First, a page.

The Associated Press reported Thursday morning that sources told the AP that U.S. Attorney General Jeff Sessions will rescind the Obama-era policy not enforcing federal laws prohibiting the sale, possession and use of marijuana in states where marijuana is state-legal for either medical or recreational use or both.
The decision comes just days after the state of California kicked off recreational sales, following voter approval in the November 2016 elections. In all, recreational use of marijuana is state-legal in eight states and the District of Columbia and medical use is state-legal in 29 jurisdictions.
While the political and social fallout has yet to form fully, the equities markets have not wasted any time in battering the stocks of companies engaged in the marijuana business.
Here’s how stocks in our report of the largest marijuana companies are faring Thursday afternoon:
- Scotts Miracle-Gro Co. (NYSE: SMG) traded down 1.45% to $107.08.
- Canopy Growth Corp. (TSX: WEED) traded down nearly 7% to C$33.43.
- GW Pharmaceuticals PLC (NASDAQ: GWPH) traded down 1.09% at $133.00.
- Aurora Cannabis Inc. (TSX: ACB) traded down about 4.1% at C$13.55.
- Aphria Inc. (TSX: APH) traded down almost 8% at C$19.79.
- MedReLeaf Corp. (TSX: LEAF) traded down 6.9% at C$27.89.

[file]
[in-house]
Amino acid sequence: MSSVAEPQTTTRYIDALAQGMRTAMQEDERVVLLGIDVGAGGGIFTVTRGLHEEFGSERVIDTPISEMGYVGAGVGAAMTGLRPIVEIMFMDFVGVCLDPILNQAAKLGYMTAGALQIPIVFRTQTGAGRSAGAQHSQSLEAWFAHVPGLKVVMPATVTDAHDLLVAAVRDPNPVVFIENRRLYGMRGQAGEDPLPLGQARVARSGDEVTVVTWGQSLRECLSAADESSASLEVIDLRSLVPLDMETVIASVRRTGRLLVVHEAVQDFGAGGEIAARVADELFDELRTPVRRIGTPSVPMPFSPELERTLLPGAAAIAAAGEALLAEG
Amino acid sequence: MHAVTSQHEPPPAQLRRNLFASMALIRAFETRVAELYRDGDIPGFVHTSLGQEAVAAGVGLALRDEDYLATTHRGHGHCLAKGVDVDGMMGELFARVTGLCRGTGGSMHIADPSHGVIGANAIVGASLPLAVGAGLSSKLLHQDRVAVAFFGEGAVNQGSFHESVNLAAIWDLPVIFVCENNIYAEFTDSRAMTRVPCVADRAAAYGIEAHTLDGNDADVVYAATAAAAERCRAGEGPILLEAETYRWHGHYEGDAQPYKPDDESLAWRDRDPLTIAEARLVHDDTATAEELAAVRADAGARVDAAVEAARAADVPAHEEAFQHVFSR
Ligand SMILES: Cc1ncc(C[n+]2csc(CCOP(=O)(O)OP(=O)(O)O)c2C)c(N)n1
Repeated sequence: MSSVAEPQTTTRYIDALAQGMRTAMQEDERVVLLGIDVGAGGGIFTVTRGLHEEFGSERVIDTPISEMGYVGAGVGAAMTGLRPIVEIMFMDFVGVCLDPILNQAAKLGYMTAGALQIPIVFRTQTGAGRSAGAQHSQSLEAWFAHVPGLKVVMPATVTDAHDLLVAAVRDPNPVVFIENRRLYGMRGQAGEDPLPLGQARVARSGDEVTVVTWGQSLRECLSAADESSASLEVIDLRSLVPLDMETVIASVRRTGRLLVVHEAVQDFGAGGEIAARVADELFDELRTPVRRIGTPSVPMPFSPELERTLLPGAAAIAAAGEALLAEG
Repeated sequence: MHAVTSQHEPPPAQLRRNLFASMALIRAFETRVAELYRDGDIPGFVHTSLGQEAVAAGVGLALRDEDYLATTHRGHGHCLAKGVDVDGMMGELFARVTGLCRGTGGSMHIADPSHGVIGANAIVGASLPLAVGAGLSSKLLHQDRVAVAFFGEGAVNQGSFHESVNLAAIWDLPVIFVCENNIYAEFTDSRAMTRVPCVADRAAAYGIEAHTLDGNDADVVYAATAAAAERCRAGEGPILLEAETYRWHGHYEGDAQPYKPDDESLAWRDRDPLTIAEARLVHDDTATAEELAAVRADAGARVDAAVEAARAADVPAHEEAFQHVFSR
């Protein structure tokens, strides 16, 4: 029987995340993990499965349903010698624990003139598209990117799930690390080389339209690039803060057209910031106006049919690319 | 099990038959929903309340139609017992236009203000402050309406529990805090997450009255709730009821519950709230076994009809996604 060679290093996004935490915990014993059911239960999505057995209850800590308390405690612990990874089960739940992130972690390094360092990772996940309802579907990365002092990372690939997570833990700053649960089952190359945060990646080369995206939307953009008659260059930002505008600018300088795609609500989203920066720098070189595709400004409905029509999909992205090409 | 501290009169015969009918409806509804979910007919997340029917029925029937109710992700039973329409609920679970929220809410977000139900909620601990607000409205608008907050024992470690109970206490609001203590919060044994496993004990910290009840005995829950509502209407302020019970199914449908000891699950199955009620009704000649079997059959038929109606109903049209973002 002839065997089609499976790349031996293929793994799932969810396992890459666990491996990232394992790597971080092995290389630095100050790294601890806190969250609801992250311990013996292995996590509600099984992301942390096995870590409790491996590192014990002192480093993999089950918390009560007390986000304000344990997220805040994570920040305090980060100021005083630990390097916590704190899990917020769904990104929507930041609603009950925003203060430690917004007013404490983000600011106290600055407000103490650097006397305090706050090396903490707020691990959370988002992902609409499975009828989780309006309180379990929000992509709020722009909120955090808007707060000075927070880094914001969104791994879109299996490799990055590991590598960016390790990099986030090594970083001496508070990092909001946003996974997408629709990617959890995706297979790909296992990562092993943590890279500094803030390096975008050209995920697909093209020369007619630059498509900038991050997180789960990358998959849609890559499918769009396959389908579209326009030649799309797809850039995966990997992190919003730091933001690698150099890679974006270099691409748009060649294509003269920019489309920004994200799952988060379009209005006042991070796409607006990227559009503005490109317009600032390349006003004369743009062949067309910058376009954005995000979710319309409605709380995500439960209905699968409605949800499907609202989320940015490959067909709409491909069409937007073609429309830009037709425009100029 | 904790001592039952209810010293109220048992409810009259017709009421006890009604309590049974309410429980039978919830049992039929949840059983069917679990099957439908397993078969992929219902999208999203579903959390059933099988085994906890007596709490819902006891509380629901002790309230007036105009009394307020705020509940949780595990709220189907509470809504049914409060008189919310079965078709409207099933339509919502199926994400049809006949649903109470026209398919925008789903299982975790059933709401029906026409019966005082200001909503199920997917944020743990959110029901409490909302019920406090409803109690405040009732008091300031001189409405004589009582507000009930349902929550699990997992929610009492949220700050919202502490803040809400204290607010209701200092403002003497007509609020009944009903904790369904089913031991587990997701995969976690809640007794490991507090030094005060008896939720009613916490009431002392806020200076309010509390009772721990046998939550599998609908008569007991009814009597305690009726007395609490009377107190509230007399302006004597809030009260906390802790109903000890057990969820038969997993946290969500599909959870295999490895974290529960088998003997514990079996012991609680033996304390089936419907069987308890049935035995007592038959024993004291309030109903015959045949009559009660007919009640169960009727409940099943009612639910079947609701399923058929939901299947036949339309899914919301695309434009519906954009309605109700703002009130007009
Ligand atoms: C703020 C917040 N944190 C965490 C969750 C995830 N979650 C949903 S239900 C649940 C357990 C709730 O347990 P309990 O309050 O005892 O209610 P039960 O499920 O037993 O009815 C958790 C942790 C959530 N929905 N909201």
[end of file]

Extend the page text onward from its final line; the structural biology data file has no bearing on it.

- Insys Therapeutics Inc. (NASDAQ: INSY) traded down 14.4% at $11.45.
- CanniMed Therapeutics Inc. (TSX: CMED) traded down 5.5% at C$24.69.
- Sprott Inc. (TSX: SII) traded flat at C$2.49.
- Horizons Marijuana Life Sciences Index ETF (TSX: HMMJ) traded down 5.4% at C$22.07.
- ETF Managers Group’s ETFMG Alternative Harvest ETF (NYSEARCA: MJX) traded down about 4.6% at $36.08.
According to the AP report, Sessions’ new policy will permit federal prosecutors in jurisdictions where marijuana is legal to “decide how aggressively to enforce longstanding federal law prohibiting it.”
While that may appear to give federal prosecutors some room for judgment, the reality is that the boss wants the law enforced and failing to do so could be grounds for disciplinary action or termination.
In March of last year, Sessions told an audience in Richmond, Virginia:
The Cole Memorandum set up some policies under President Obama’s Department of Justice about how cases should be selected in those states [where marijuana is legal] and what would be appropriate for federal prosecution, much of which I think is valid.
At that time Sessions also indicated that the federal government doesn’t have the money to take over enforcement of federal anti-marijuana laws from state and local law enforcement agencies that have traditionally supplied the manpower.
While Sessions has been clear and consistent in his opposition to legalizing marijuana, it could also be possible that today’s statement, unless it comes with a mechanism that does not rely on state or local law enforcement officers, is just as toothless as the Obama-era Justice Department. It could just be the AG’s attempt to put his stamp of approval on the Cole Memorandum while at the same time saying he still hates the vile weed.